Greet the folks? Oh…what to say? What do they know about me? Too much, no doubt! Phil was grinning mischievously, and he whispered, “I’m glad you are the preacher in the family and not me! I’m just a plain ol’ prodigal son!” Dee Anna gave him a small push as their mother entered the pew with a disapproving look.

“Y’all shush up now. I taught you how to behave in church!”

“Yes, Ma’am,” whispered Phil and Dee Anna.

The service proceeded with a prayer, a worship chorus, two hymns, and one Christmas carol. As the offering plates were being passed, Pastor Wallace announced, “We are so happy to hear that our dear Brother Bud is doing well and will be coming home from the hospital today.” There was a general murmur of approval, a couple of “Praise the Lord” exclamations, and several heads turned in the direction of Bernice and her children. “It is a joy to have the family with us today. Both the children, Phil and Dee Anna, are here. Of course, they are new to me, but I realize many of you have known them for years. Dee Anna is pastoring a church. We are all proud of you, Pastor Dee Anna. Would you like to greet the folks?”

Greet the folks…here it is… Dee Anna was feeling like she had travelled back in time. The small piano and the electric organ were the same, and each stood exactly where it had the last time she was here. There were new faces, true, but the missions map was still featured on the back wall, the same songs were sung, the same offering plates passed. Dee Anna felt about ten years old and for a moment she wanted to sink under the pew. Help, Lord! she implored as she stood to her feet. She took a deep breath and smiled, looking around.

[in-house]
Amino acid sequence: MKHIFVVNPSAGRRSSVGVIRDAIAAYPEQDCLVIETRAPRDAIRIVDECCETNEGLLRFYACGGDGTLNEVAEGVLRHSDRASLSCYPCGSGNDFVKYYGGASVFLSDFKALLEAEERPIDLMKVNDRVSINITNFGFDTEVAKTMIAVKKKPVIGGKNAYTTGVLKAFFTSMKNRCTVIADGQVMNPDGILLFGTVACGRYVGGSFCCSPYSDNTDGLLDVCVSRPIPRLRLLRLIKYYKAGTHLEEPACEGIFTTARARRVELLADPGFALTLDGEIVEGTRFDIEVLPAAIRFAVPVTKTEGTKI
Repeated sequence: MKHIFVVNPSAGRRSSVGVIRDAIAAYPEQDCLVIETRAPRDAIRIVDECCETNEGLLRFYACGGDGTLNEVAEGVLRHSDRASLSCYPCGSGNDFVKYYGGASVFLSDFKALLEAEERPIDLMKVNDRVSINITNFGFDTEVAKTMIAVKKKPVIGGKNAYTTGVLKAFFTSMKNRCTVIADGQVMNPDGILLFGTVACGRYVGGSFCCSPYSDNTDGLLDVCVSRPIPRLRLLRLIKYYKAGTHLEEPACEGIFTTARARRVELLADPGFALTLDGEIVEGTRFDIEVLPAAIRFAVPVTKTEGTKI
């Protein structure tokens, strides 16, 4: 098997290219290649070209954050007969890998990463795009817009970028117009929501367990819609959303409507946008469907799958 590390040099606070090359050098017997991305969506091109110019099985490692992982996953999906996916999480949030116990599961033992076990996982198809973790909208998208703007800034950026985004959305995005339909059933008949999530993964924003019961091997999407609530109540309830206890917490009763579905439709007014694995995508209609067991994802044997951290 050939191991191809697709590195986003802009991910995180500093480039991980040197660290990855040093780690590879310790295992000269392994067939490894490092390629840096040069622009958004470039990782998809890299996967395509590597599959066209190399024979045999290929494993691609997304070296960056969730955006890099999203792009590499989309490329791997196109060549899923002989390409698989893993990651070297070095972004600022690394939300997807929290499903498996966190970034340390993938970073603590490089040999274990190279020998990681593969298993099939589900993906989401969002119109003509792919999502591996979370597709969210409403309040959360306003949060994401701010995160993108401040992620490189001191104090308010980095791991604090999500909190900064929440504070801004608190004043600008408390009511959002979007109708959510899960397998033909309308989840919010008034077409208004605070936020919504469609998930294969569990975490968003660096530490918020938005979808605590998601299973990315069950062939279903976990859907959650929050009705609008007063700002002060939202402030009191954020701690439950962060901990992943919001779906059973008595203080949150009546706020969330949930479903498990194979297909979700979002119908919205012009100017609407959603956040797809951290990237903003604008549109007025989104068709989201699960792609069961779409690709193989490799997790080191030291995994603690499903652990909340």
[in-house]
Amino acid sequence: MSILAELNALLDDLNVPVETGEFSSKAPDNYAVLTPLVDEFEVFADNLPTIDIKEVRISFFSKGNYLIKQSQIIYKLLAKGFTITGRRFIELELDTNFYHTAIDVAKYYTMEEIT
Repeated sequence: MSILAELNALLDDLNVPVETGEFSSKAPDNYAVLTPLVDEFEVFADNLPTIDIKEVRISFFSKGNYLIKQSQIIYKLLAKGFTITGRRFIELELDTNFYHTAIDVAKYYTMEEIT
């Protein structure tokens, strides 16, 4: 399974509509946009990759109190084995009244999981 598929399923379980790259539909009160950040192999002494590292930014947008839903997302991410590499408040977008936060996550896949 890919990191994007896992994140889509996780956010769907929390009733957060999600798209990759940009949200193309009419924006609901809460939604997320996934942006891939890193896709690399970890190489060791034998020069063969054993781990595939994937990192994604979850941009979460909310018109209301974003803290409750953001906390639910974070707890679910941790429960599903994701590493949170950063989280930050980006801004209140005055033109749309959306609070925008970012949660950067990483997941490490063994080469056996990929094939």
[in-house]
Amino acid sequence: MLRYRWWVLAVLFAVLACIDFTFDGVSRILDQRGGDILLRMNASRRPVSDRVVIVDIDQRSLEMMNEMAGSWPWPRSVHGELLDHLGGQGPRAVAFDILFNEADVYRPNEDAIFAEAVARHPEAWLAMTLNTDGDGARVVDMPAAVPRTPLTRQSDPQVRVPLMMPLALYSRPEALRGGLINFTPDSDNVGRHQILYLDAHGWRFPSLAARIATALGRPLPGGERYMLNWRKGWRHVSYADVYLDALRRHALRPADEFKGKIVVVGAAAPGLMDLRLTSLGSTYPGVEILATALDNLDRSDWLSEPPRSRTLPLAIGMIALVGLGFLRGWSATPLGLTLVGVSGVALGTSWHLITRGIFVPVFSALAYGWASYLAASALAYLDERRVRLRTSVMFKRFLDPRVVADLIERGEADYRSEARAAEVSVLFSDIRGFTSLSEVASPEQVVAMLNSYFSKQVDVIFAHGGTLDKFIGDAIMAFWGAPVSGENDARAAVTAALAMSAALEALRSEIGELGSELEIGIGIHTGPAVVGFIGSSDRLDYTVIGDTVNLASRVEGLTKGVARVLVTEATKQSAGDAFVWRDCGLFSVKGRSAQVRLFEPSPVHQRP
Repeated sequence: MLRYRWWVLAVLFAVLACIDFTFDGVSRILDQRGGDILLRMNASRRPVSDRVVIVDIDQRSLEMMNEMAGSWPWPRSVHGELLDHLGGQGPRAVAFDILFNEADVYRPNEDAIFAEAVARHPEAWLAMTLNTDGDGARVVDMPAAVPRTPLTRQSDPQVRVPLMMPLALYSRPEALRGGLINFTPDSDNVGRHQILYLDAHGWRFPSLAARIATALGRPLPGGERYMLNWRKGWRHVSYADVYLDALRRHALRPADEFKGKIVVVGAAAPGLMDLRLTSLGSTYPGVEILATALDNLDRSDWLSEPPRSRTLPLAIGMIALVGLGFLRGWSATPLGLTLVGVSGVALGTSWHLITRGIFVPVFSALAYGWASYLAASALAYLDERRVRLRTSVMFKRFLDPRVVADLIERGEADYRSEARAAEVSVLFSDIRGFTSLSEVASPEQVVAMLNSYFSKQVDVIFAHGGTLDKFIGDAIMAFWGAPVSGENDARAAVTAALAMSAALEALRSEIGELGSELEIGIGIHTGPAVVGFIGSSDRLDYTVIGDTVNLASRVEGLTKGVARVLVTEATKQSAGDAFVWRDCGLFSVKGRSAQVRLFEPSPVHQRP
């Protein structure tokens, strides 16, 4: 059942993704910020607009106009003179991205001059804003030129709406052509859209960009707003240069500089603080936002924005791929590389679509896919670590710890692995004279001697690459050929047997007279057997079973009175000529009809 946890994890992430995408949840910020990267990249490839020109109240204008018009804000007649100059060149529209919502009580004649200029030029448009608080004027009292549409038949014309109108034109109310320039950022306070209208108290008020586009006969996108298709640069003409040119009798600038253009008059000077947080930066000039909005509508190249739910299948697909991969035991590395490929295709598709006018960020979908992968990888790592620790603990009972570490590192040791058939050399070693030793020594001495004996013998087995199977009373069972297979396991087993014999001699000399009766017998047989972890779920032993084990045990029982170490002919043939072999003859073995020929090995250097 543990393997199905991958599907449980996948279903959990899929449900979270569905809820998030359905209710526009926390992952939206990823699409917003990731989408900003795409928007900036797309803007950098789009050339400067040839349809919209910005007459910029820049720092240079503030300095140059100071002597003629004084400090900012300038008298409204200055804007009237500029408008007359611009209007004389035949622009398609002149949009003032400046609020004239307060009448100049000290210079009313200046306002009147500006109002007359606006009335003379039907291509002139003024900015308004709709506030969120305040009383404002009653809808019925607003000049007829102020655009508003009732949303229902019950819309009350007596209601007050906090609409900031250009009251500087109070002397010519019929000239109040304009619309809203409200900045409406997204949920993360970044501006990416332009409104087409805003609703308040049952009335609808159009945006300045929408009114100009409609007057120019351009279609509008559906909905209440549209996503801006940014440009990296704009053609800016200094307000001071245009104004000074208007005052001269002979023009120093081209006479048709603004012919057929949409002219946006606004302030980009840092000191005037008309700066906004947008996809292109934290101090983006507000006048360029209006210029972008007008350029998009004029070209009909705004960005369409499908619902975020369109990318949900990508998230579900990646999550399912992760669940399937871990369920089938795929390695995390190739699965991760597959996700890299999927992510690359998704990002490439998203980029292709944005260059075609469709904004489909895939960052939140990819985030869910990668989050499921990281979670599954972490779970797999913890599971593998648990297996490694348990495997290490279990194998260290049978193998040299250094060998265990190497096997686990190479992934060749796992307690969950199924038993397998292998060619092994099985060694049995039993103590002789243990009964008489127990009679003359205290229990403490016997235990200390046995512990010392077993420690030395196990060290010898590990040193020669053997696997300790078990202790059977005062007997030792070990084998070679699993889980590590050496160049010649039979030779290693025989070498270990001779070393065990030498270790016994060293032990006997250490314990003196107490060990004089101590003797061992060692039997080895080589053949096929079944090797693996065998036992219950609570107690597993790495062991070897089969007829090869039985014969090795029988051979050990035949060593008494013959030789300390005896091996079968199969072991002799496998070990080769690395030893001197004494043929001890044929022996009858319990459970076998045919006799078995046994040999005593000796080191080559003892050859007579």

“Good morning, friends! It is good to be here to worship with you this morning.” Her eyes travelled over the familiar scene. Many people had entered after she had been seated, and now she saw that she knew several of them. There was her dear Sunday School teacher, Mrs. Newbill, white haired and stooped with osteoporosis, but with the same smile of love for Dee Anna. She saw a few people that she remembered from days in the youth group, now with spouses beside them. There was Lupita and some of her family. And there were others, some whose names she recalled and others she wasn’t sure about. She noticed a young African American man sitting near the back with two small children. She smiled, acknowleding again that some things had changed. Suddenly she realized that the words she had just spoken were true. It was good to be here. Sudden tears stung her eyes, and she swallowed a lump in her throat.

“It has been a long time since I have seen some of you.” Nodded heads. “And a lot has happened to me in the years since I was a little girl in this place.” More nodding and a few smiles. “Thank you for being here for me when I was a little girl, for teaching me to love the Bible and to love God.” She smiled at Mrs. Newbill as she continued, “and for putting up with me, and Phil too, when we were teenagers. And for sending me care packages when I went off to Bible College. Some of you may remember that I served as a youth pastor in Lubbock and maybe you also heard that I headed to seminary but left and went through a bad time. For those of you who prayed for me, I thank you very much,” and with a sideways glance at Phil, she added, “My brother and I both thank you. We know some of you never stopped believing in us. God’s endless grace is new every morning and God’s mercy never ceases.” She paused, feeling a rush of emotions—among which was gratitude.